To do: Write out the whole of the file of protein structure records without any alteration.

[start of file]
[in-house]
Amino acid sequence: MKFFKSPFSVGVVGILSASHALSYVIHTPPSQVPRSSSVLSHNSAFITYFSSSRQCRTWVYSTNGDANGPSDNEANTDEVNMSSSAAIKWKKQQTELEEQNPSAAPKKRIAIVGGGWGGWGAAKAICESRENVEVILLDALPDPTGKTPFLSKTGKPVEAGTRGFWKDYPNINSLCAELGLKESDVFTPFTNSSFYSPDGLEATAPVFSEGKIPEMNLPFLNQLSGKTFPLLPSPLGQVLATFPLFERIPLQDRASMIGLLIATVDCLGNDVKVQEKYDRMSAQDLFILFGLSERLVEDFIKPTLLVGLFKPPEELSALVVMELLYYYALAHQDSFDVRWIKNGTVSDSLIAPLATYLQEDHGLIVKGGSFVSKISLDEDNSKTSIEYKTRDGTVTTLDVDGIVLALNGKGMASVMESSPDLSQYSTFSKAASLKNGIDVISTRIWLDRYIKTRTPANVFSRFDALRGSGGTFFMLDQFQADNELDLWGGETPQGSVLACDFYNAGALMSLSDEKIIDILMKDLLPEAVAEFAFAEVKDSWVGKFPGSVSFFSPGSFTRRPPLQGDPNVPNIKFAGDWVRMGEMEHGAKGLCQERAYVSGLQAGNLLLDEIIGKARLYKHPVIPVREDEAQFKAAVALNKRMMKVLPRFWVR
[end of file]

[in-house]
Amino acid sequence: MKFFKSPFSVGVVGILSASHALSYVIHTPPSQVPRSSSVLSHNSAFITYFSSSRQCRTWVYSTNGDANGPSDNEANTDEVNMSSSAAIKWKKQQTELEEQNPSAAPKKRIAIVGGGWGGWGAAKAICESRENVEVILLDALPDPTGKTPFLSKTGKPVEAGTRGFWKDYPNINSLCAELGLKESDVFTPFTNSSFYSPDGLEATAPVFSEGKIPEMNLPFLNQLSGKTFPLLPSPLGQVLATFPLFERIPLQDRASMIGLLIATVDCLGNDVKVQEKYDRMSAQDLFILFGLSERLVEDFIKPTLLVGLFKPPEELSALVVMELLYYYALAHQDSFDVRWIKNGTVSDSLIAPLATYLQEDHGLIVKGGSFVSKISLDEDNSKTSIEYKTRDGTVTTLDVDGIVLALNGKGMASVMESSPDLSQYSTFSKAASLKNGIDVISTRIWLDRYIKTRTPANVFSRFDALRGSGGTFFMLDQFQADNELDLWGGETPQGSVLACDFYNAGALMSLSDEKIIDILMKDLLPEAVAEFAFAEVKDSWVGKFPGSVSFFSPGSFTRRPPLQGDPNVPNIKFAGDWVRMGEMEHGAKGLCQERAYVSGLQAGNLLLDEIIGKARLYKHPVIPVREDEAQFKAAVALNKRMMKVLPRFWVR